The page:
Rafael Poyatos, Víctor Granda, Víctor Flo, Mark A. Adams, Balázs Adorján, David Aguadé, Marcos P. M. Aidar, Scott Allen, M. Susana Alvarado-Barrientos, Kristina J. Anderson-Teixeira, Luiza Maria Aparecido, M. Altaf Arain, Ismael Aranda, Heidi Asbjornsen, Robert Baxter, Eric Beamesderfer, Z. Carter Berry, Daniel Berveiller, Bethany Blakely, Johnny Boggs, Gil Bohrer, Paul V. Bolstad, Damien Bonal, Rosvel Bracho, Patricia Brito, Jason Brodeur, Fernando Casanoves, Jérôme Chave, Hui Chen, Cesar Cisneros, Kenneth Clark, Edoardo Cremonese, Hongzhong Dang, Jorge S. David, Teresa S. David, Nicolas Delpierre, Ankur R. Desai, Frederic C. Do, Michal Dohnal, Jean-Christophe Domec, Sebinasi Dzikiti, Colin Edgar, Rebekka Eichstaedt, Tarek S. El-Madany, Jan Elbers, Cleiton B. Eller, Eugénie S. Euskirchen, Brent Ewers, Patrick Fonti, Alicia Forner, David I. Forrester, Helber C. Freitas, Marta Galvagno, Omar Garcia-Tejera, Chandra Prasad Ghimire, Teresa E. Gimeno, John Grace, André Granier, Anne Griebel, Yan Guangyu, Mark B. Gush, Paul J. Hanson, Niles J. Hasselquist, Ingo Heinrich, Virginia Hernandez-Santana, Valentine Herrmann, Teemu Hölttä, Friso Holwerda, James Irvine, Supat Isarangkool Na Ayutthaya, Paul G. Jarvis, Hubert Jochheim, Carlos A. Joly, Julia Kaplick, Hyun Seok Kim, Leif Klemedtsson, Heather Kropp, Fredrik Lagergren, Patrick Lane, Petra Lang, Andrei Lapenas, Víctor Lechuga, Minsu Lee, Christoph Leuschner, Jean-Marc Limousin, Juan Carlos Linares, Maj-Lena Linderson, Anders Lindroth, Pilar Llorens, Álvaro López-Bernal, Michael M. Loranty, Dietmar Lüttschwager, Cate Macinnis-Ng, Isabelle Maréchaux, Timothy A. Martin, Ashley Matheny, Nate McDowell, Sean McMahon, Patrick Meir, Ilona Mészáros, Mirco Migliavacca, Patrick Mitchell, Meelis Mölder, Leonardo Montagnani, Georgianne W. Moore, Ryogo Nakada, Furong Niu, Rachael H. Nolan, Richard Norby, Kimberly Novick, Walter Oberhuber, Nikolaus Obojes, A. Christopher Oishi, Rafael S. Oliveira, Ram Oren, Jean-Marc Ourcival, Teemu Paljakka, Oscar Perez-Priego, Pablo L. Peri, Richard L. Peters, Sebastian Pfautsch, William T. Pockman, Yakir Preisler, Katherine Rascher, George Robinson, Humberto Rocha, Alain Rocheteau, Alexander Röll, Bruno H. P. Rosado, Lucy Rowland, Alexey V. Rubtsov, Santiago Sabaté, Yann Salmon, Roberto L. Salomón, Elisenda Sánchez-Costa, Karina V. R. Schäfer, Bernhard Schuldt, Alexandr Shashkin, Clément Stahl, Marko Stojanović, Juan Carlos Suárez, Ge Sun, Justyna Szatniewska, Fyodor Tatarinov, Miroslav Tesař, Frank M. Thomas, Pantana Tor-ngern, Josef Urban, Fernando Valladares, Christiaan van der Tol, Ilja van Meerveld, Andrej Varlagin, Holm Voigt, Jeffrey Warren, Christiane Werner, Willy Werner, Gerhard Wieser, Lisa Wingate, Stan Wullschleger, Koong Yi, Roman Zweifel, Kathy Steppe, Maurizio Mencuccini, and Jordi Martínez-Vilalta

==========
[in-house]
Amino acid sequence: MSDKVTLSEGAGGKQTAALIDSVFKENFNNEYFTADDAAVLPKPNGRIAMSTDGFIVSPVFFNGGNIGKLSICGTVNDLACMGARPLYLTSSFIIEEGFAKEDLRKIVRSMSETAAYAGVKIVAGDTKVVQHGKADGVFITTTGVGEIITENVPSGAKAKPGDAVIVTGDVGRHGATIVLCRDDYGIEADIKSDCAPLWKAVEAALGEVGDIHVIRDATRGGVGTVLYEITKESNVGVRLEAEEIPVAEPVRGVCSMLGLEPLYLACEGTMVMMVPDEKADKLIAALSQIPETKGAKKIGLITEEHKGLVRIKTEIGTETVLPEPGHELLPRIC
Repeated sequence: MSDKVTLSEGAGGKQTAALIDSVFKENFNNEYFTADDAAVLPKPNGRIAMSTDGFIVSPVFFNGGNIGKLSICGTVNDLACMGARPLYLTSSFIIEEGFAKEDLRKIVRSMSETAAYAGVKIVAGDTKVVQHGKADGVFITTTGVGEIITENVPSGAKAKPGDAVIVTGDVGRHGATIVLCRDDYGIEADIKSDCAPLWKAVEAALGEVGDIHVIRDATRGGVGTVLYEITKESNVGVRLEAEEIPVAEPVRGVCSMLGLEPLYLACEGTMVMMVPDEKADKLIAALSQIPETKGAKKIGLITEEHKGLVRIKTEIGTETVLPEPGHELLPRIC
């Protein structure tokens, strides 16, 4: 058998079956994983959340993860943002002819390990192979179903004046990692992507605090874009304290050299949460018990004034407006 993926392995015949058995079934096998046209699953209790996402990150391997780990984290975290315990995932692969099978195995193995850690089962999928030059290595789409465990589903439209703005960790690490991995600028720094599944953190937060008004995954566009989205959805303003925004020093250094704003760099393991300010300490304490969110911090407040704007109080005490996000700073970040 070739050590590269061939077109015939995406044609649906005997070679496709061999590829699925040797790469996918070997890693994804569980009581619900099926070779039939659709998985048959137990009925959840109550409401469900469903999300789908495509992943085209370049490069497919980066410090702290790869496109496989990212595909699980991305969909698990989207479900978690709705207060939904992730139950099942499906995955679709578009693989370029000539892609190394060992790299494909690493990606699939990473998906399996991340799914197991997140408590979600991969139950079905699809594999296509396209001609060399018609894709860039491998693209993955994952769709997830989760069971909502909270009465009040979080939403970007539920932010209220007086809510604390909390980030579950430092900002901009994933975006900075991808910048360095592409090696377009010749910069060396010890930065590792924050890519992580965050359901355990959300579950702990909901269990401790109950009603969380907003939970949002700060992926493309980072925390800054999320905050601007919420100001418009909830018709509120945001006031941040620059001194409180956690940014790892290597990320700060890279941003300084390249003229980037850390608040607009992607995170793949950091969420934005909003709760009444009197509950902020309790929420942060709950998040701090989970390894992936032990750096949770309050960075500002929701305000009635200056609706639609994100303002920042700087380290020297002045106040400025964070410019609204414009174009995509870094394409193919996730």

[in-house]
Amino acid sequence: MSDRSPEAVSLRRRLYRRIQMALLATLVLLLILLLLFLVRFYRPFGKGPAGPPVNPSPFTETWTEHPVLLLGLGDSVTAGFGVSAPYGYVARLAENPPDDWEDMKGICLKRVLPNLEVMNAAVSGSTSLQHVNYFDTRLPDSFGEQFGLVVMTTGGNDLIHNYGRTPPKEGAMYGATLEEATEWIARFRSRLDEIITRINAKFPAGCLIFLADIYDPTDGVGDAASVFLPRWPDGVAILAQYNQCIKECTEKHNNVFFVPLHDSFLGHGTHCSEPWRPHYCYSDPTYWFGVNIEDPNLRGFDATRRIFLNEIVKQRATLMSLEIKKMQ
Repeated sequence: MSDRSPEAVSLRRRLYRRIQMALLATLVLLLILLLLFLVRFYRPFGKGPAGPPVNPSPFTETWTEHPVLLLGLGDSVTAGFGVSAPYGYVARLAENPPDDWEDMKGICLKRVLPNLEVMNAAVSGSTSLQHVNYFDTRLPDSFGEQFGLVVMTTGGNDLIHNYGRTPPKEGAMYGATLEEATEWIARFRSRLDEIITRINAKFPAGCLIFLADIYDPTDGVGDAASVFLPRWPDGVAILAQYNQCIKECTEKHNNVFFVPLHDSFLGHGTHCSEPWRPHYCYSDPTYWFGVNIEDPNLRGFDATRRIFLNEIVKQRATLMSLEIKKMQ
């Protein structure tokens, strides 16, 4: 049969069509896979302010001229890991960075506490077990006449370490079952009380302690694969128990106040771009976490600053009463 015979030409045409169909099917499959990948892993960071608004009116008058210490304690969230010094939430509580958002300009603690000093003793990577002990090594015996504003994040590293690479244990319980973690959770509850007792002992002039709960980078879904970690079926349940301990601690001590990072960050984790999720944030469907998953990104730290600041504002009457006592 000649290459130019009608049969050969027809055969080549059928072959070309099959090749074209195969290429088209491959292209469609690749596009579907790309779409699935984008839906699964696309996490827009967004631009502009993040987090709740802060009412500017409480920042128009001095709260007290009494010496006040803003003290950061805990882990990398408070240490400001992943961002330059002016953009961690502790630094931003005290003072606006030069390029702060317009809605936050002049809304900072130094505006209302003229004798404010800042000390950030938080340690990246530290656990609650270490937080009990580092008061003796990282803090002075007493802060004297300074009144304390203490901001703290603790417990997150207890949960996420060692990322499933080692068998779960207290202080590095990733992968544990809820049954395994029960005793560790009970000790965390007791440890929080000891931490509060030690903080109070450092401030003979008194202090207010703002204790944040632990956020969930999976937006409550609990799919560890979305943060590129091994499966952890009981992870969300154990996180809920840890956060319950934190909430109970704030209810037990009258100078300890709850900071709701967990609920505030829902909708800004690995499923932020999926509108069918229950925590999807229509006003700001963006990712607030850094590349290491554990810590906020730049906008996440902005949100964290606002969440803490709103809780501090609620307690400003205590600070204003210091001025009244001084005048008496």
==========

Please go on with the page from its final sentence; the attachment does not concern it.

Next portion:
Earth Syst. Sci. Data, 13, 2607–2649,Short summary
Transpiration is a key component of global water balance, but it is poorly constrained from available observations. We present SAPFLUXNET, the first global database of tree-level transpiration from sap flow measurements, containing 202 datasets and covering a wide range of ecological conditions. SAPFLUXNET and its accompanying R software package
sapfluxnetrwill facilitate new data syntheses on the ecological factors driving water use and drought responses of trees and forests.
Christopher Krich, Mirco Migliavacca, Diego G. Miralles, Guido Kraemer, Tarek S. El-Madany, Markus Reichstein, Jakob Runge, and Miguel D. Mahecha
Biogeosciences, 18, 2379–2404,Short summary
Ecosystems and the atmosphere interact with each other. These interactions determine e.g. the water and carbon fluxes and thus are crucial to understand climate change effects. We analysed the interactions for many ecosystems across the globe, showing that very different ecosystems can have similar interactions with the atmosphere. Meteorological conditions seem to be the strongest interaction-shaping factor. This means that common principles can be identified to describe ecosystem behaviour.